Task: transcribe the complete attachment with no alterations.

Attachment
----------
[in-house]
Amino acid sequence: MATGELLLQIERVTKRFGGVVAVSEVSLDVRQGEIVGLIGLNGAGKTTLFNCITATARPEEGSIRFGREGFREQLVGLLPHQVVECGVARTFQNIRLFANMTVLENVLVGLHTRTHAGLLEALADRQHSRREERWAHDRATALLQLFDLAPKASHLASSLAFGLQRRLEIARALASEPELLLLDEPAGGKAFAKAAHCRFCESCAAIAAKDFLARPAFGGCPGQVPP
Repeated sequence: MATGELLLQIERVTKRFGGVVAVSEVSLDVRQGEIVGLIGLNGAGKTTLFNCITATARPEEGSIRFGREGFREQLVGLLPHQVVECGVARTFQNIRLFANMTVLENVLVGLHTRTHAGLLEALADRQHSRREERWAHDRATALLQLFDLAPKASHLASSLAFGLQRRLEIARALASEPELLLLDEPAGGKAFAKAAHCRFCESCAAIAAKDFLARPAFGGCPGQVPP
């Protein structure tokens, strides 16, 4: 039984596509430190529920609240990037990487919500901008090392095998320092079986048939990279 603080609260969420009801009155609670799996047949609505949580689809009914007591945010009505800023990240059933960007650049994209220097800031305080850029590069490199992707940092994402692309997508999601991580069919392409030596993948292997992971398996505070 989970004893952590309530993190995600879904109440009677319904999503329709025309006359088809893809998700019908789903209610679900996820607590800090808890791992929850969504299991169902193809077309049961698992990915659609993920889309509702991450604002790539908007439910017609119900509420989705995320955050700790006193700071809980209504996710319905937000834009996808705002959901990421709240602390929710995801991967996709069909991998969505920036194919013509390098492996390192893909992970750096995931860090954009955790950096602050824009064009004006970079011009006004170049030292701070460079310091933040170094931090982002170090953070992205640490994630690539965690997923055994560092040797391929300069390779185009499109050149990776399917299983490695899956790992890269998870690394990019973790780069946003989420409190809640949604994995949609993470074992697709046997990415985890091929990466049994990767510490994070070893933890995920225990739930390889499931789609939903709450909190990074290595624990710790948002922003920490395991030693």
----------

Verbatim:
[in-house]
Amino acid sequence: MATGELLLQIERVTKRFGGVVAVSEVSLDVRQGEIVGLIGLNGAGKTTLFNCITATARPEEGSIRFGREGFREQLVGLLPHQVVECGVARTFQNIRLFANMTVLENVLVGLHTRTHAGLLEALADRQHSRREERWAHDRATALLQLFDLAPKASHLASSLAFGLQRRLEIARALASEPELLLLDEPAGGKAFAKAAHCRFCESCAAIAAKDFLARPAFGGCPGQVPP
Repeated sequence: MATGELLLQIERVTKRFGGVVAVSEVSLDVRQGEIVGLIGLNGAGKTTLFNCITATARPEEGSIRFGREGFREQLVGLLPHQVVECGVARTFQNIRLFANMTVLENVLVGLHTRTHAGLLEALADRQHSRREERWAHDRATALLQLFDLAPKASHLASSLAFGLQRRLEIARALASEPELLLLDEPAGGKAFAKAAHCRFCESCAAIAAKDFLARPAFGGCPGQVPP
């Protein structure tokens, strides 16, 4: 039984596509430190529920609240990037990487919500901008090392095998320092079986048939990279 603080609260969420009801009155609670799996047949609505949580689809009914007591945010009505800023990240059933960007650049994209220097800031305080850029590069490199992707940092994402692309997508999601991580069919392409030596993948292997992971398996505070 989970004893952590309530993190995600879904109440009677319904999503329709025309006359088809893809998700019908789903209610679900996820607590800090808890791992929850969504299991169902193809077309049961698992990915659609993920889309509702991450604002790539908007439910017609119900509420989705995320955050700790006193700071809980209504996710319905937000834009996808705002959901990421709240602390929710995801991967996709069909991998969505920036194919013509390098492996390192893909992970750096995931860090954009955790950096602050824009064009004006970079011009006004170049030292701070460079310091933040170094931090982002170090953070992205640490994630690539965690997923055994560092040797391929300069390779185009499109050149990776399917299983490695899956790992890269998870690394990019973790780069946003989420409190809640949604994995949609993470074992697709046997990415985890091929990466049994990767510490994070070893933890995920225990739930390889499931789609939903709450909190990074290595624990710790948002922003920490395991030693």